And whoever wrote them, they weren't about the death of Queen Victoria, but about the illness of the Prince of Wales, later Edward VII. According to the Oxford Dictionary of Quotations, they should run:
Across the wires the electric message came:
He is no better, he is much the same
and they are usually attributed to Alfred Austin (1835-1913; Poet Laureate, 1896-1913), but were probably not his.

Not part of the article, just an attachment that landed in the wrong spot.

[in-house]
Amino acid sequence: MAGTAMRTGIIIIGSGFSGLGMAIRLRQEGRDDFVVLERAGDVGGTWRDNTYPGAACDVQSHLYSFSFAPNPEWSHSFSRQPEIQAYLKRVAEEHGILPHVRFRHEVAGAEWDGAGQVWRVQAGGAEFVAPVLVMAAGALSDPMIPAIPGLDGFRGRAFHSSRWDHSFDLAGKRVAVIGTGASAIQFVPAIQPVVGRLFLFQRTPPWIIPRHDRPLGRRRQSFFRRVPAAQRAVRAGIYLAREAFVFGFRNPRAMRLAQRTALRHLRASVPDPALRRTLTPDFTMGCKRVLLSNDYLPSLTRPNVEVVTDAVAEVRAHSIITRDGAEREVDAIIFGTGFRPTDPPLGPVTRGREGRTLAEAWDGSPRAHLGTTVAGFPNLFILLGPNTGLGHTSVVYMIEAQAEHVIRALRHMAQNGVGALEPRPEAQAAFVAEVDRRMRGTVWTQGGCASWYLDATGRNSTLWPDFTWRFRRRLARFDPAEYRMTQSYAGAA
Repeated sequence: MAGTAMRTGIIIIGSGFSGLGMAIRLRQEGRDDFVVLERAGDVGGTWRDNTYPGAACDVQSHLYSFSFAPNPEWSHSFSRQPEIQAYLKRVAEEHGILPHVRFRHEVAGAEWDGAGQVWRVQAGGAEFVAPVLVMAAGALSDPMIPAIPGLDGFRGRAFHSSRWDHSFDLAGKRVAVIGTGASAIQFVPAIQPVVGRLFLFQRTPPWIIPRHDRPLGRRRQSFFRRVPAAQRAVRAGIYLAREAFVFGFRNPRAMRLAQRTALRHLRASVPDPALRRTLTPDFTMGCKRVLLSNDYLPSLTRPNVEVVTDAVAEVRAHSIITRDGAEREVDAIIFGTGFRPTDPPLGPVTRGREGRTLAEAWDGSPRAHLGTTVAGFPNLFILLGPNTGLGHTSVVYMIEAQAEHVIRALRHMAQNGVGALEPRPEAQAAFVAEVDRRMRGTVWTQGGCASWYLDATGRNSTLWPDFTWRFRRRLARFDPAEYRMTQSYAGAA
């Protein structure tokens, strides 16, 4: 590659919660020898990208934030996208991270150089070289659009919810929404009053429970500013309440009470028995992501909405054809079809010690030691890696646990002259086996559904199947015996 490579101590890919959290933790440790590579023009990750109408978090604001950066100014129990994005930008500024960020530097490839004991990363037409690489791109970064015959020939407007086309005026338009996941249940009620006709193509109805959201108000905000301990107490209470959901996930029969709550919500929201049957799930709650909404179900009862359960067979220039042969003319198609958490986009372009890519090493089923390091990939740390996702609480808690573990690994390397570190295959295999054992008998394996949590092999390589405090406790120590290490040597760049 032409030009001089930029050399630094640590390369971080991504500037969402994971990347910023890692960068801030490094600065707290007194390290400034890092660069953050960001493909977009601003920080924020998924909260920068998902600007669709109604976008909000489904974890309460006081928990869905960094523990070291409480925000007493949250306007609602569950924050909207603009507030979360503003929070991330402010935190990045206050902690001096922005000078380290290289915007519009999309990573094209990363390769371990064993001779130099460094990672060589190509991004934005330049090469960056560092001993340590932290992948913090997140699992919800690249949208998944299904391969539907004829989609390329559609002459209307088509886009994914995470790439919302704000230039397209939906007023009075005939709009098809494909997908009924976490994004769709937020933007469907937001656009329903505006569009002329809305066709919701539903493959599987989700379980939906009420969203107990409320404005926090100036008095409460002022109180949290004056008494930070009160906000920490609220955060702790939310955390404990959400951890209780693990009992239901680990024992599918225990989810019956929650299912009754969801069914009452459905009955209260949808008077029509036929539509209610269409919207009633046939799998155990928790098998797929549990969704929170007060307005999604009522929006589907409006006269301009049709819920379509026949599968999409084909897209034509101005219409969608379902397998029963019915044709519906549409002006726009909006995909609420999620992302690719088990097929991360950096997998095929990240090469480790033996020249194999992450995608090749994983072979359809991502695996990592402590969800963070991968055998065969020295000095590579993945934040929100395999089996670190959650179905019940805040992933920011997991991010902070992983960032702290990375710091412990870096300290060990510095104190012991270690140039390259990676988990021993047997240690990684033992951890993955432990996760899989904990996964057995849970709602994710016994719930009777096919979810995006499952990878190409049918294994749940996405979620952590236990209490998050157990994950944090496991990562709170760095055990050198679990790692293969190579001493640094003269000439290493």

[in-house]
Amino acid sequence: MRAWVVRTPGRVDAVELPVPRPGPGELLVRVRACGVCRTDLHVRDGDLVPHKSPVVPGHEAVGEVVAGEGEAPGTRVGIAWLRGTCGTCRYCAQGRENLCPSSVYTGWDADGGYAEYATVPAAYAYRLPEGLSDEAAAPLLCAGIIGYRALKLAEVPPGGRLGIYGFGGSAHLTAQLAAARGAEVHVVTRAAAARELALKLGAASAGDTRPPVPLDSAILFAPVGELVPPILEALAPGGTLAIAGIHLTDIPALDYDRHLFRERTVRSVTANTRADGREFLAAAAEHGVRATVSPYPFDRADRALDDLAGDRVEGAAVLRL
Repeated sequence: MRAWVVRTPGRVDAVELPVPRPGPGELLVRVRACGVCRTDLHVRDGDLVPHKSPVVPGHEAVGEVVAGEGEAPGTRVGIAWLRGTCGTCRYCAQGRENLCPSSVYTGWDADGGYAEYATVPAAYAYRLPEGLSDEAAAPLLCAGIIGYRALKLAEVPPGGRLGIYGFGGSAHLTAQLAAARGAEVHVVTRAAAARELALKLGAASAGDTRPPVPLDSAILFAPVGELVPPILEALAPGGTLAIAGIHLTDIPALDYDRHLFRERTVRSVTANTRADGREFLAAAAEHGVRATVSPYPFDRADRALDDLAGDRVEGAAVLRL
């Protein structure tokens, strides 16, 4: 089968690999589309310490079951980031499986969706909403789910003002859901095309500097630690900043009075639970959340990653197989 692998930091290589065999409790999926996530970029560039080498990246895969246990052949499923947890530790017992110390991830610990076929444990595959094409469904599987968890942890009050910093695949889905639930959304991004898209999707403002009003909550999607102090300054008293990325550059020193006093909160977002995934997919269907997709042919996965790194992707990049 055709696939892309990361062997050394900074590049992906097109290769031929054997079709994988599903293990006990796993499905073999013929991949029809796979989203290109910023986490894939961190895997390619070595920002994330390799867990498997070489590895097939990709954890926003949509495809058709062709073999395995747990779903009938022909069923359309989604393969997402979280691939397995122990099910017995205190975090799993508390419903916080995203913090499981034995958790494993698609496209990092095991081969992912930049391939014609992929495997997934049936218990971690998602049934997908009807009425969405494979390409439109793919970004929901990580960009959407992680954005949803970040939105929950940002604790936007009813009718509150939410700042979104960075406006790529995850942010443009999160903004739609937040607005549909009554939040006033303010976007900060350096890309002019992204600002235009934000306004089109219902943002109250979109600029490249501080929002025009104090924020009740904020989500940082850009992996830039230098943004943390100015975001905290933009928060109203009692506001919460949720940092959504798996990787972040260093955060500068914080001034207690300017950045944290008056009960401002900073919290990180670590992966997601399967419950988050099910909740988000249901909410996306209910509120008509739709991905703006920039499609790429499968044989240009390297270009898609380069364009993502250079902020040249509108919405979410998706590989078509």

D B Wyndham Lewis and Charles Lee, in their splendid book The Stuffed Owl - An Anthology of Bad Verse, attribute them to 'an unknown university poet, on the recovery of the Prince of Wales', but spoil the whole effect by replacing the word 'electric' by 'gloomy'. I suspect that 'gloomy' is indeed what the unknown poet wrote: 'electric' is an inspired emendation, but it's too good to be true.
R G Chambers
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